The nightmare of Shingled Magnetic Recording for NAS drives

By Guillaume Matheron, corrections by Alexander Belikov

IT systems are like onions, they have layers. And when the bottom-most layer fails, everything follows. This is the story of our experience with WD Red hard disk drives at Hello Watt, and how even while following good practices of system administration, deceptive advertising can cause your business to lose weeks of work.

Our data pipeline

Even at a company like ours where everything important happens in the cloud, storing and accessing large amounts of data in-house makes sense given the cost of cloud storage and the relatively low price of HDDs.

The main data-driven aspect of Hello Watt activity is the analysis of the data of our customers’ smart electricity meters. The analysis is implemented in our B2C product called Coach Conso, which is able to partially disaggregate the load curve into different appliances such as heating, water heating and others. A team of three permanent employees develops models that analyze this data, and these models are then used in production.

Therefore, the main type of data we handle is that of time series: one for each smart meter, with a time resolution of thirty minutes. When a model is used in production, the data is fetched from a production environment, we use MongoDB Atlas, a commercial service. However, for model development and experimentation is done locally and to alleviate bandwidth costs, we have a local anonymized replica of customer data on an in-house server.

First indications of a problem

A few months ago, we wanted to expand to a new server, and to keep things flexible settled on proxmox with a ZFS filesystem for easy snapshots, backups and N+2 HDD redundancy.

We bought WD Red HDDs since they were advertised for NAS use, without realizing that this type of disk has been becoming more and more controversial in the context of NAS usage. Even at the time writing [September 2021], searching for “WD Red NAS” on Google yields only commercial offer links on the first page, while the first alarming post is on the second page. Even the first alarming links vaguely warn you about decreased write performance. However, as we would experience, the damage could be much worse than simply lower speeds.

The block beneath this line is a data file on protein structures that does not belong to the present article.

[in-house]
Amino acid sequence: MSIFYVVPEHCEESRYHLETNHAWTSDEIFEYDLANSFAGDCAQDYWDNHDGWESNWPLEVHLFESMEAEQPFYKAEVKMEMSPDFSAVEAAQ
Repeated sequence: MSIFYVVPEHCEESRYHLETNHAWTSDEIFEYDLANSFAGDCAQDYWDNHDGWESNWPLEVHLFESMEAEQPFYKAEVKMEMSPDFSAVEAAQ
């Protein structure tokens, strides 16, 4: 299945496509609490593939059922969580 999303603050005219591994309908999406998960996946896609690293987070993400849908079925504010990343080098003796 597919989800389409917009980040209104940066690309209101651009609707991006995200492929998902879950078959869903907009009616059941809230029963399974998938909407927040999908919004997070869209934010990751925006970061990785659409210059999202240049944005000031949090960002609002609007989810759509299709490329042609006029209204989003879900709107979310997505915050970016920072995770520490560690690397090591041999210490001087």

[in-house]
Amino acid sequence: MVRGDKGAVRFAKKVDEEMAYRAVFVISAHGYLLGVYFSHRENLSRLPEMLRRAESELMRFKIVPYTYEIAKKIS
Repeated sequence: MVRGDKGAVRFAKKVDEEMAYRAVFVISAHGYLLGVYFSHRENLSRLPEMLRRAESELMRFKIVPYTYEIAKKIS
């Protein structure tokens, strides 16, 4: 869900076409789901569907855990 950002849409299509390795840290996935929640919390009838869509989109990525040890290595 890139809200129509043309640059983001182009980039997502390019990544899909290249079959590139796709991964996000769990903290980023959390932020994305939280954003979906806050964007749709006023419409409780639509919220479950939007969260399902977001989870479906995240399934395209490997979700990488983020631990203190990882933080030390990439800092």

For the first couple of months everything went well. Without a clue about the issues of these disks, we set up ZFS, then proxmox, then started setting up a few VMs and moving our local databases there. We had backups, but since we were still waiting on a second proxmox NAS, the backups were stored on the same ZFS pool. This was a precaution against bad admin commands on the VMs, and not against hardware failures of course. Although with N+2 HDD redundancy we were feeling pretty confident about our chances unless there was a fire. It didn’t really matter anyway because all the databases were mirrored from prod, and although setting up the VMs had taken about a week, nothing was irreplaceable.

After two months the first error appeared.

root@apollo:/# zpool status -v   pool: rpool  state: DEGRADED config:NAME                           STATE     READ WRITE CKSUM
rpool DEGRADED 0 0 0
raidz2-0 DEGRADED 0 0 0
ata-WDC_WD40EFAX-***-part3 DEGRADED 0 0 0
ata-WDC_WD40EFAX-***-part3 DEGRADED 0 0 0
ata-WDC_WD40EFAX-***-part3 DEGRADED 0 0 0
ata-WDC_WD40EFAX-***-part3 FAULTED 0 16 0 too many errors
logs
nvme0n1 ONLINE 0 0 0
cache
nvme1n1 ONLINE 0 0 0

The status report above reveals that 16 write failures had occurred on the fourth drive of the array, causing the disk to transition to FAULTED with an error message too many errors, and the overall state of the pool to become DEGRADED.

To analyze what is going on here, it is important to understand how ZFS handles a RAIDZ2 pool. The four disks present N+2 redundancy, meaning that any two disks can fail without the data being affected. Therefore, although we have four 4 TB drives, only 2 TB are in usage. This kind of redundancy cannot be obtained by simply mirroring the drives, because it must survive the failure of any two drives. Therefore, ZFS uses mathematical tricks in the form of error correcting codes to spread the data evenly throughout the four disks. An added benefit is that read operations are in theory a bit faster on RAIDZ2 because the data can be read from several disks at once.

Troubleshooting hell

In parallel, we identified these worrying lines in the syslog :

[ 3007.480648] ata8.00: exception Emask 0x0 SAct 0x1ecc0 SErr 0x0 action 0x0
[ 3007.480804] ata8.00: irq_stat 0x40000008
[ 3007.481250] ata8.00: failed command: WRITE FPDMA QUEUED
[ 3007.481783] ata8.00: cmd 61/08:30:90:38:81/00:00:b1:00:00/40 tag 6 ncq dma 4096 out
res 41/10:00:90:38:81/00:00:b1:00:00/00 Emask 0x481 (invalid argument) <F>